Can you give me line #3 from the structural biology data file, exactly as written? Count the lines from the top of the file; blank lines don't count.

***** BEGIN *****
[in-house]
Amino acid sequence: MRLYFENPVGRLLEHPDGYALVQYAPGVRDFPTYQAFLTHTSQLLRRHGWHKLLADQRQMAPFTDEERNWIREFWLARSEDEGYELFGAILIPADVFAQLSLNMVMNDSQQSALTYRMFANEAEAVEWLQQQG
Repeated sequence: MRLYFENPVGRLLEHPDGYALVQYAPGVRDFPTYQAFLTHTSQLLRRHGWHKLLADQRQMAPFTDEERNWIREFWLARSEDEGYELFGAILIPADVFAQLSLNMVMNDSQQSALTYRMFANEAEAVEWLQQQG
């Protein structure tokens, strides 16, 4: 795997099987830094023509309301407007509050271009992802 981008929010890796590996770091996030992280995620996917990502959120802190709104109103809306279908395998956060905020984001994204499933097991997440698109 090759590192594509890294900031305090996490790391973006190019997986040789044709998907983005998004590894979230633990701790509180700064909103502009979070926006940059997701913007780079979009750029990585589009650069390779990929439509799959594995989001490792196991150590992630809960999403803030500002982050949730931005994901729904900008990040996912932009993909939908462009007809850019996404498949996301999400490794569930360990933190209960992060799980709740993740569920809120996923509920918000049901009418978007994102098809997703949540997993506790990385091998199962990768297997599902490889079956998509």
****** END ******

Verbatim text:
Repeated sequence: MRLYFENPVGRLLEHPDGYALVQYAPGVRDFPTYQAFLTHTSQLLRRHGWHKLLADQRQMAPFTDEERNWIREFWLARSEDEGYELFGAILIPADVFAQLSLNMVMNDSQQSALTYRMFANEAEAVEWLQQQG